In this project, we will develop novel fabrication techniques for this radically new form of fibre with a view to extend the range of possible fibre geometries (and hence the range of optical properties) and to improve the loss and precision with which these fibres can be made. This work will be primarily based in our state-of-the-art cleanroom. The fabricated fibres will be used for a wide range of applications including high power laser delivery, gas sensing and mid-infrared transmission, which will provide opportunities to collaborate with both internal and external partners.
The successful student will develop a wide range of skills including fibre fabrication and characterization, while acquiring application specific knowledge and interacting with a diverse network of people and working closely with other members of the Microstructured Optical Fibre group.
Supervisor: Prof. Francesco Poletti
Co-Supervisors: Dr Eric Numkam Fokoua, Dr Gregory Jasion
Because of their unique properties derived from confining and guiding light in a hollow region rather than in a solid material, hollow optical fibers hold a great promise for a wide range of applications, including high power delivery, gas sensing and in particular optical communications.
Remarkable breakthroughs at the ORC over the past few years have shown that data can be transmitted over long distances (several 10s of km) in a hollow fibre, travelling much faster than in a glass fibre and with comparable data transmission capacity (>50 Tbit/s).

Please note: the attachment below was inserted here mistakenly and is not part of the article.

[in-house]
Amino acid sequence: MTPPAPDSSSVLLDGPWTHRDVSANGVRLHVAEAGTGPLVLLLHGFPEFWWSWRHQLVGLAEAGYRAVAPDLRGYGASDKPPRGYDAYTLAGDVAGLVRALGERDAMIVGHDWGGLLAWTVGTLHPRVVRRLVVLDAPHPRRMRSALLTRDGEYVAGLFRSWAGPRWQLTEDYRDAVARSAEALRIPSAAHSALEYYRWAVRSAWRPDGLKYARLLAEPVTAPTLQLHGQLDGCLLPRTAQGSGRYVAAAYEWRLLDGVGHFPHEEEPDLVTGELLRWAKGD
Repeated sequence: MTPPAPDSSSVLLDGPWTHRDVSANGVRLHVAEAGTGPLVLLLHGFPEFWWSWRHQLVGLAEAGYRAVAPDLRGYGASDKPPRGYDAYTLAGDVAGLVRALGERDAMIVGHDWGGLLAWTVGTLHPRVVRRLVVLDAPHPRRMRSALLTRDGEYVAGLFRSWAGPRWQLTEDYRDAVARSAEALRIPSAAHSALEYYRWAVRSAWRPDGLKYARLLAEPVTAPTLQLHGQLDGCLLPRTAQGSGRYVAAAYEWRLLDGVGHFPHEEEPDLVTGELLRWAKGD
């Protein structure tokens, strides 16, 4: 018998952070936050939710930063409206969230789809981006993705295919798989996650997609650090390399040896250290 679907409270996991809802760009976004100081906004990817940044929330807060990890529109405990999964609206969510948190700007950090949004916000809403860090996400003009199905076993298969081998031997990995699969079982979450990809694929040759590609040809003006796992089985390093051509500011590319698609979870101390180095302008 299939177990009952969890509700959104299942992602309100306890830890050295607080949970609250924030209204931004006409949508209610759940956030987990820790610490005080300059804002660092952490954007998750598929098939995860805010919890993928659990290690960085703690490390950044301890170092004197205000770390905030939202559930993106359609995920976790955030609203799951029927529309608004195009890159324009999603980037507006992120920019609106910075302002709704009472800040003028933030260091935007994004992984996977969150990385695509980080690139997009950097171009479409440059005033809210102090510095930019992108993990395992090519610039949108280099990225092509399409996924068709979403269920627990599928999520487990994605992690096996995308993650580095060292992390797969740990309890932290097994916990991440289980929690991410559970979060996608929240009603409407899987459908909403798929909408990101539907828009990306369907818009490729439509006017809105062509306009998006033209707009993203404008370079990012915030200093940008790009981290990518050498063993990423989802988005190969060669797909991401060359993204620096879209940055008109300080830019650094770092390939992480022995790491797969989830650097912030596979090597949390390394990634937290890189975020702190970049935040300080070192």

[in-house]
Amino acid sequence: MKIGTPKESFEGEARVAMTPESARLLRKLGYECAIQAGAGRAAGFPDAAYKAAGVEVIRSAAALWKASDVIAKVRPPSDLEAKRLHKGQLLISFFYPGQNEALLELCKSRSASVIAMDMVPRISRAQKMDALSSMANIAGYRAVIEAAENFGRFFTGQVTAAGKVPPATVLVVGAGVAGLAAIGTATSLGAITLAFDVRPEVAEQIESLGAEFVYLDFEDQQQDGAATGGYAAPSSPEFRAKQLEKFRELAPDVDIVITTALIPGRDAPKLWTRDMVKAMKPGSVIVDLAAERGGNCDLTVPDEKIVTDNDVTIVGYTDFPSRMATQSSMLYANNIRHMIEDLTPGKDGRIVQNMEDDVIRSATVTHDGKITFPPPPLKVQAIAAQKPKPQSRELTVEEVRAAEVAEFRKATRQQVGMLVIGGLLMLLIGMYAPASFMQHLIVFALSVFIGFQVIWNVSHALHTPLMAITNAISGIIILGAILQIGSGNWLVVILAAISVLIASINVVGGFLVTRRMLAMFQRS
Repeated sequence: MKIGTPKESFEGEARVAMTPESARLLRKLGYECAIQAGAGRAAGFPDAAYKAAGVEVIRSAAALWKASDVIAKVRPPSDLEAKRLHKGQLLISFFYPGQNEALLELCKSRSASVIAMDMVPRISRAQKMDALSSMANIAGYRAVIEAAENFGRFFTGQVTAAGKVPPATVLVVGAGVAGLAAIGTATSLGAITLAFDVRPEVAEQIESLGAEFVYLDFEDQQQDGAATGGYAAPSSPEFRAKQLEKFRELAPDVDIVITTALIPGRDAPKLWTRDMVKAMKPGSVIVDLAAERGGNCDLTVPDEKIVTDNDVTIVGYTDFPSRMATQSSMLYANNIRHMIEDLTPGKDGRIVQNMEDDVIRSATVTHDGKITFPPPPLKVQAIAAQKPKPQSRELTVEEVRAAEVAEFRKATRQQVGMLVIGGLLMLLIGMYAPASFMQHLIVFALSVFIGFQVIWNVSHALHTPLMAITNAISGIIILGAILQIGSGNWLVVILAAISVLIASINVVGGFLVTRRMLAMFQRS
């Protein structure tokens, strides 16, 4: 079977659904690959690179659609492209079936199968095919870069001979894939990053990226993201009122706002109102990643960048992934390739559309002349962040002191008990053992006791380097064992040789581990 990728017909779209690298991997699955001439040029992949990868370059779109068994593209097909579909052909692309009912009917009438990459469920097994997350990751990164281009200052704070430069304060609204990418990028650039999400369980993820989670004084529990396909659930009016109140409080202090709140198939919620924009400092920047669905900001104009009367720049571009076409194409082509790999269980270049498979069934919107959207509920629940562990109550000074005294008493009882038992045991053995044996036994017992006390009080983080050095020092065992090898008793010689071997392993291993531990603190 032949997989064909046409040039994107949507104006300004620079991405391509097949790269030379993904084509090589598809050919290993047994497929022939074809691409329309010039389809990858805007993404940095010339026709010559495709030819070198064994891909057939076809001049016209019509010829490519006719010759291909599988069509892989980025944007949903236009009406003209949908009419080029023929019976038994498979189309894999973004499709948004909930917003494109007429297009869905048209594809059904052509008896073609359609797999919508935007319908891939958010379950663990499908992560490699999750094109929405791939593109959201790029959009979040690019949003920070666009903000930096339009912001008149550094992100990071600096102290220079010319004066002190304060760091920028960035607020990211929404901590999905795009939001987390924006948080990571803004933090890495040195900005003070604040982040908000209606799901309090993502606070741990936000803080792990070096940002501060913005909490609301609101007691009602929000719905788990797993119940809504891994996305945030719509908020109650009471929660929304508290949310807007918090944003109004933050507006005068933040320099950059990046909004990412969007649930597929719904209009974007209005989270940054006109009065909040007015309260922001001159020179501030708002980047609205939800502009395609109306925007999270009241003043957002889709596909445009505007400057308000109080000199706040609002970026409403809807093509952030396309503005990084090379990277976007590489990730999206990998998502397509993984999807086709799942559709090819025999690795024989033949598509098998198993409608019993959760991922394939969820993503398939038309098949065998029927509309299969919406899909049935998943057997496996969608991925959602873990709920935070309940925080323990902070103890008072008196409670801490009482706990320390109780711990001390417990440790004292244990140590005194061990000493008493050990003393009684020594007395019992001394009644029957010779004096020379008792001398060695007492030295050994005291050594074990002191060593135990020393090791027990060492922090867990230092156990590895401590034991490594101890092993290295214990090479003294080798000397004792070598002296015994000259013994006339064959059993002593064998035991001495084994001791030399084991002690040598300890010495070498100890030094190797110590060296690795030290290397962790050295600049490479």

For wide deployment of these fibers in data transmission applications, it is imperative for their attenuation to be reduced to lower levels than currently achieved. Significant progress made over the past few years has led to the understanding that a scattering process arising at the glass/air interface impose a fundamental limit on the attenuation that can be achieved in these fibers. Other sources of attenuation, especially of extrinsic nature such as microbending for example or indirect loss via coupling of the lossier fiber modes, are less well understood or studied but equally important.
In this PhD project, the candidate will work within a world-leading team at the ORC to develop theoretical models and/or experiments for the studies of loss mechanisms in hollow fibers, and to develop adequate loss reduction strategies for next generation hollow core fiber technology.
Supervisor: Prof Francesco Poletti
Co-Supervisor: Gregory Jasion
Hollow microstructured optical fibres use a delicate glass lattice to guide light, typically drawn from an assembly of glass tubes. They offer many advantages over conventional solid fibres, such as low latency and low non-linearity, and can be used in a number of applications, such as high power laser delivery or spectroscopy.
These fibres are interesting for high power applications because the light mostly travels in the air and is not limited by the damage threshold of the glass. Nevertheless, some light-glass interaction does occur and this can lead to fibre damage when extreme laser intensities (e.g. several 100s MW!) are transmitted. This project will develop a theory for understanding the limitations of transmitting extremely high powers in these types of fibres that will help breaking new fibre based power transmission limits.
During this PhD you will work closely with a team of experts in theory, fabrication and characterisation of microstructure fibres. You will develop valuable insight through your investigations and work with the group on the next generation of these fibres.